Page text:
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Lung Donation After Circulatory Death And The Potential Role Of Ex Vivo Lung Perfusion


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Bryan A. Whitson, MD, PhD
The Ohio State University Wexner Medical Center
Columbus, OH, USA
Bryan.whitson@osumc.edu



Worldwide, lung transplantation is growing and our collective outcomes are improving. These improvements are a culmination of our collective advances in patient selection, preoperative management, surgical experience, and meticulous postoperative and longitudinal care. Further increases in our ability to offer this life-giving therapy to patients in need is, and will be, limited by the availability of numbers of donors of sufficient quality. In order to meet the demand, non-traditional (i.e., brain-dead donors (DBD)), approaches need to be pursued. Lung donation after circulatory death (DCD) is one potential avenue. Although this approach may provide the ability for more people who wish to be an organ donor to be an organ donor there is some trepidation on the part of transplant programs to venture into this area because of concerns of potential risks [1]. The concomitant, more widespread adoption of ex-vivo lung perfusion (EVLP) may allow for the management of that potential risk, the assessment of the DCD lung donor, and enhanced recovery.

The International Society for Heart and Lung Transplantation (IISHLT) has supported the development of a DCD Registry [1,2]. Recently, this registry was evaluated and data from 10 participating institutions in North America, Europe, and Australia was analyzed. In these centers, 306 DCD donor lung transplants were performed. The vast majority were Maastricht Category III recoveries. These donors were compared to an almost 10-fold larger DBD donor cohort. The 30-day and 1-year survival between these donor cohorts were not different [2].

These types of data are increasing and demonstrate that the approach to DCD lung donation can occur. However, the underlying theme that is being further elucidated is the deliberate programmatic approach to the success attained at these center. Examples of these approaches are standardization as much as possible in heparinization, withdrawal of life support, donor extubation, recovery technique, and the utilization of EVLP [1-3]. Among programs the duration of time that is allowed between withdrawal of life support and cardiac arrest is varied with the vast majority being less than 60 minutes. Some programs have been willing to expand that time to 120 minutes. There is a modest degree of variability between centers with this risk [2].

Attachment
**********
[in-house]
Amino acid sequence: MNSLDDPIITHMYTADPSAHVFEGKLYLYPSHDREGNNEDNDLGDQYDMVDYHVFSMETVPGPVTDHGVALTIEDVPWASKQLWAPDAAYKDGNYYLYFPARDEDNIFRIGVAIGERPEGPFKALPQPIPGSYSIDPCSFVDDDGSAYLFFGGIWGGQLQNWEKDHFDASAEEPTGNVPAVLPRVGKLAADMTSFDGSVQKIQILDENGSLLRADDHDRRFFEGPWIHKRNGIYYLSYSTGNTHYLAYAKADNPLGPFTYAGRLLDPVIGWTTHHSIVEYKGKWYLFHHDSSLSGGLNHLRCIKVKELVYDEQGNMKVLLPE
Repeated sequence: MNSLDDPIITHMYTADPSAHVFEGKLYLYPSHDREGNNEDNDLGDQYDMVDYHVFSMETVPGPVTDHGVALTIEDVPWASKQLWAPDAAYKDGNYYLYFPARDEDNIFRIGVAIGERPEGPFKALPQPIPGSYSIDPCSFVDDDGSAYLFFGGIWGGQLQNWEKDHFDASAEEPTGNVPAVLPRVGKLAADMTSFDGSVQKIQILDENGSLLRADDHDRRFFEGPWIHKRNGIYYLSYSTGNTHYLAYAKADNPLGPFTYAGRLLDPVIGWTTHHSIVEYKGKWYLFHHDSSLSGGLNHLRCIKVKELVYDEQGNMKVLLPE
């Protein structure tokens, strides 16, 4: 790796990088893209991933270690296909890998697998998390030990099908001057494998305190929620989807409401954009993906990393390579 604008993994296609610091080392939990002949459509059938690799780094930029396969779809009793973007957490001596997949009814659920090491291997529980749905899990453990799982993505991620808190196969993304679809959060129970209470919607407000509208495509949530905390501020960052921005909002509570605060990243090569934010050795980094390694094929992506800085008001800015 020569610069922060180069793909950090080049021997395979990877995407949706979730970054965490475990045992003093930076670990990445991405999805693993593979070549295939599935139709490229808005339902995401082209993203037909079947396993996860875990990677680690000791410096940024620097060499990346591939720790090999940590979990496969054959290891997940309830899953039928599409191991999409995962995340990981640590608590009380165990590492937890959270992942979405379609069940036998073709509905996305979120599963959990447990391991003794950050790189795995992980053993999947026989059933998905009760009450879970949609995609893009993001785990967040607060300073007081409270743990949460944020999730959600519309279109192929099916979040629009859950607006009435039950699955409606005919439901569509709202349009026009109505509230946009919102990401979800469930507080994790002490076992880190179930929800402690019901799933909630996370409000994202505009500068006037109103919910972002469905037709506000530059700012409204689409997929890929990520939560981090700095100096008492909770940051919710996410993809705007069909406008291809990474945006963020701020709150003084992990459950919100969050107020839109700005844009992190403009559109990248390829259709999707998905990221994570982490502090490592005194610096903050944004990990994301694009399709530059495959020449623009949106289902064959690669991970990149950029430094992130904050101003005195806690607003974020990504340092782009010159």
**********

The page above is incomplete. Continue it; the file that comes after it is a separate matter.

A powerful tool that has great potential to allow for DCD lung use expansion is EVLP. As our readers know, the EVLP experience has been growing worldwide and the results that we are seeing are impressive. Combining EVLP with DCD donation has some important upsides. First, this approach allows for a period of assessment while the lung is being perfused. This is time to see if there was any injury to the lung with the hurried procurement [1,3]. Second, since there is variability in the ability to heparinize pre-recovery, the perfusion and flush period allows for washout of (micro) thrombus. Third, over time, we will have the ability to actively intervene on the lung to improve quality. Fourth, the risk to the recipient is mitigated. With the added time to observe the donor lung on EVLP, a center can be more assured that the DCD lung is of adequate quality and then proceed to the initial steps of the operation only when they are assured that a viable transplant may be performed. This limits the risk to the recipient who may have an operation initiated and then be committed to a sub-optimal lung out of necessity.

A future and expanded potential for DCD and EVLP partnership is in the utilization of uncontrolled DCD lung donors (uDCDD). There are multiple hurdles, societal, ethical, regulatory, technical, that need to be addressed. Broad application of this uDCDD approach is in its infancy though it will be the next frontier and EVLP will need to play a role [4].

Further international experience and the sharing of protocols and techniques will undoubtedly increase the comfort with DCD lung donation. EVLP will allow for the DCD lung to be assessed thoroughly prior to transplant. This combination will increase access and improve outcomes in our lung transplant patients. ■

Disclosure Statement: The author has no conflicts of interest to disclose.


References:

  1. Lung transplantation using controlled donation after circulatory death donors: Trials and tribulations. Cypel M, Levvey B, Van Raemdonck D, Erasmus M, Dark J, Mason D, Glanville AR, Chambers D, Edwards L, Stehlik J, Hertz M, Whitson BA, Yusen RD, Hopkins P, Snell G, Keshavjee S. J Heart Lung Transplant. 2016 Jan;35(1):146-7.
  2. International Society for Heart and Lung Transplantation Donation After Circulatory Death Registry Report. Cypel M, Levvey B, Van Raemdonck D, Erasmus M, Dark J, Love R, Mason D, Glanville AR, Chambers D, Edwards LB, Stehlik J, Hertz M, Whitson BA, Yusen RD, Puri V, Hopkins P, Snell G, Keshavjee S; International Society for Heart and Lung Transplantation. J Heart Lung Transplant. 2015 Oct;34(10):1278-82.
  3. Uncontrolled Donation After Circulatory Determination of Death Donors (uDCDDs) as a Source of Lungs for Transplant. Egan TM, Requard JJ 3rd. Am J Transplant. 2015 Aug;15(8):2031-6.
  4. DCD lung donation: donor criteria, procedural criteria, pulmonary graft function validation and preservation. Erasmus ME, van Raemdonck D, Akhtar MZ, Neyrinck A, de Antonio DG, Varela A, Dark J. Transpl Int. 2015 Dec 31



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